UAH professor Clarke Rountree publishes first book in Rhetoric, Law & the Humanities series


Dr. Clarke Rountree, Chair and Professor of Communication Arts at UAH, has published his first book in the "Rhetoric, Law & the Humanities" series.

Michael Mercier | UAH

Rhetoric, Law, & the Humanities , a new book series edited by Dr. Clarke Rountree, Chair and Professor of Communication Arts at The University of Alabama in Huntsville (UAH), recently published its first book, Drone Warfare and Lawfare in a Post-Heroic Age by Marouf A. Hasian, Jr.

The book series was created last year with The University of Alabama Press. Rhetoric, Law, & the Humanities, seeks to publish scholarship that examines law through a rhetorical lens.

"Dr. Hasian is the leading scholar in rhetoric and law, so I'm proud to have him open the series with this publication," said Rountree. Hasian is Professor of Communication at The University of Utah.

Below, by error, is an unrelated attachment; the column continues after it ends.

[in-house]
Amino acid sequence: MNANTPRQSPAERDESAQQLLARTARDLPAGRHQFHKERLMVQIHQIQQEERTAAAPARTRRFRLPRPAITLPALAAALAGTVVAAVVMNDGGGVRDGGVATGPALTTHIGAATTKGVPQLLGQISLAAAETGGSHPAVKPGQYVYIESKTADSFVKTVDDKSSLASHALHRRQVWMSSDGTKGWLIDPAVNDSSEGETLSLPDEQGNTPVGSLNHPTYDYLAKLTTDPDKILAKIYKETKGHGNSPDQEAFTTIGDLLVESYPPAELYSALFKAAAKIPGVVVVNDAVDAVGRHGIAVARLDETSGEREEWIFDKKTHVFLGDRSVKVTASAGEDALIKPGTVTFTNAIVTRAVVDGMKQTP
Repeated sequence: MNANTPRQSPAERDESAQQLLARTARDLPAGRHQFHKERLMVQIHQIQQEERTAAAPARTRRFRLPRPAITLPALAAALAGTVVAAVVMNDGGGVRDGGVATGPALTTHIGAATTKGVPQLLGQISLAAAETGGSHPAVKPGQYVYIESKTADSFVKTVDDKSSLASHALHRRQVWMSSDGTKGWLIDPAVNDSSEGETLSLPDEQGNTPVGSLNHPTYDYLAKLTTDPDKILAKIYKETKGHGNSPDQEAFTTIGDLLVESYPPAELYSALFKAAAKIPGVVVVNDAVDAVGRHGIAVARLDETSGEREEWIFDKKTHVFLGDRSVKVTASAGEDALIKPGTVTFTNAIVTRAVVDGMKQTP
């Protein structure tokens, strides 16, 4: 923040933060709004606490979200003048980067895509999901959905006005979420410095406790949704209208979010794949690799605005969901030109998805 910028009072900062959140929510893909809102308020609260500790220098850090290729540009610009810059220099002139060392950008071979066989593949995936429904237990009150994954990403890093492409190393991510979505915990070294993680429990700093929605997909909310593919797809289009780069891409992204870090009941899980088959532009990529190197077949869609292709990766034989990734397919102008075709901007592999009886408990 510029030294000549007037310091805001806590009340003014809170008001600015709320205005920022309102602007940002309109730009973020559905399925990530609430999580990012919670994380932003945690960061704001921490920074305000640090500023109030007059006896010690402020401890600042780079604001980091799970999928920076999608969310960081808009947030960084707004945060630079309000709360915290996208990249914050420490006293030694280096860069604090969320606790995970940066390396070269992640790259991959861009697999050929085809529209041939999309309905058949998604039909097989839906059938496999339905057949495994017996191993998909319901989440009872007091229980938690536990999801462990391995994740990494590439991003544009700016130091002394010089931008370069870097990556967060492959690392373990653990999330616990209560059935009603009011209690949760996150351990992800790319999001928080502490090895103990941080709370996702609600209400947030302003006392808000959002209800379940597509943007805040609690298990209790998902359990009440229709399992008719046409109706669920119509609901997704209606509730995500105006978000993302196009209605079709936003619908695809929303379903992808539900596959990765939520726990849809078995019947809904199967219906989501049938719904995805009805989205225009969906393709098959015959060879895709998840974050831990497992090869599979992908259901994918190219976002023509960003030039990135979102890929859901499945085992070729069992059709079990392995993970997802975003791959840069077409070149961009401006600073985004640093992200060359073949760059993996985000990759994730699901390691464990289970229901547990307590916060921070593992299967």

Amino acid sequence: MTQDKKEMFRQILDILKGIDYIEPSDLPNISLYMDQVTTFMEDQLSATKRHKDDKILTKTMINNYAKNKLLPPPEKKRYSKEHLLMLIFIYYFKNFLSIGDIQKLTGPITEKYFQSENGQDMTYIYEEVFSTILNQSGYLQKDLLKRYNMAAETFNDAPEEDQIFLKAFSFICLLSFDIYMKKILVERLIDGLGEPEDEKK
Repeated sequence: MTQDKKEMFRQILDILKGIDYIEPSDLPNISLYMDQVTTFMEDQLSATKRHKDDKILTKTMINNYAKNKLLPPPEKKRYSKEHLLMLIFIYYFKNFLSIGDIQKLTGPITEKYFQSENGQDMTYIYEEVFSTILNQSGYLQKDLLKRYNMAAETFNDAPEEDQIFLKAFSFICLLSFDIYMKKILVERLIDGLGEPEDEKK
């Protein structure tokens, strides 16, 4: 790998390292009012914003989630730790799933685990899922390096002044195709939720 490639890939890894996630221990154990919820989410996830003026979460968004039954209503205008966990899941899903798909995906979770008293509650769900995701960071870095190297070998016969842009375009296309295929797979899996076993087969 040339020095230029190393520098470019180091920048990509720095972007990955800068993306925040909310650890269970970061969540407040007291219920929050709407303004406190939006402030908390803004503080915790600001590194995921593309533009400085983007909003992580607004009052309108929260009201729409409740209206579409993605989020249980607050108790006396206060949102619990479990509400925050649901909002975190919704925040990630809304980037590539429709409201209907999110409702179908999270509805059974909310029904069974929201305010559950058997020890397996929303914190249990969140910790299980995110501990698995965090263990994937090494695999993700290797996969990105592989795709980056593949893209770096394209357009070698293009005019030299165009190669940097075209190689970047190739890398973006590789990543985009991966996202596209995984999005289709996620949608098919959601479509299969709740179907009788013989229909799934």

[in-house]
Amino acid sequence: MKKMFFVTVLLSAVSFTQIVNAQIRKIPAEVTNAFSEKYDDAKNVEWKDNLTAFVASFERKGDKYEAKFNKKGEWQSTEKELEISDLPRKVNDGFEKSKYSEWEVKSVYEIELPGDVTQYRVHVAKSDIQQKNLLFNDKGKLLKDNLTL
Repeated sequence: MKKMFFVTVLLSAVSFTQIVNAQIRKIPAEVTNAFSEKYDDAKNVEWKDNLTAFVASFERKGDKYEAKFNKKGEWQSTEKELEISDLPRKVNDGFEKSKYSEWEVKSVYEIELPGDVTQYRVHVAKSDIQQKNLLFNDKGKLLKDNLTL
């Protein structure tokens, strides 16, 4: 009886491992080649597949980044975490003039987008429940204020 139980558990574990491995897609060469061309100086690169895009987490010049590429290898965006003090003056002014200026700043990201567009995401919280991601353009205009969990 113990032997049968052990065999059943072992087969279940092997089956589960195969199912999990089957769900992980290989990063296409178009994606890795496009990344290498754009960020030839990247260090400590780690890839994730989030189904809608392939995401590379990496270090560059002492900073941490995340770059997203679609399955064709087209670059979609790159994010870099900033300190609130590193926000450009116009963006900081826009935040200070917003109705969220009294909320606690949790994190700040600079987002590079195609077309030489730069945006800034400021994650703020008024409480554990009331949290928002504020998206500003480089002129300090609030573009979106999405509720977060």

According to The University of Alabama Press, "Hasian has written a landmark study, illuminating both the discursive and visual argumentative strategies that drone supporters and critics both rely on. He comprehensively reviews how advocates and detractors parse and re-contextualize drone images, casualty figures, government 'white papers,' NGO reports, documentaries, and blogs to support their points of view. He unpacks the ideological reflexes and assumptions behind these legal, ethical, and military arguments."

Rountree said books in the series will come from a variety of fields, among them communication studies, law, English, sociology, and other fields that use rhetoric as a perspective to study trials, appellate court decisions, constitutions, legal processes, judges and judicial decision making, the intersection between law and society, and the construction of law in popular media (television, film, and websites) as it shapes expectations about the law, its processes, and public memory.

Rountree noted that four other books are under review and several others are in the proposal stage.



Dr. Clarke Rountree
Chair and Professor of Communication Arts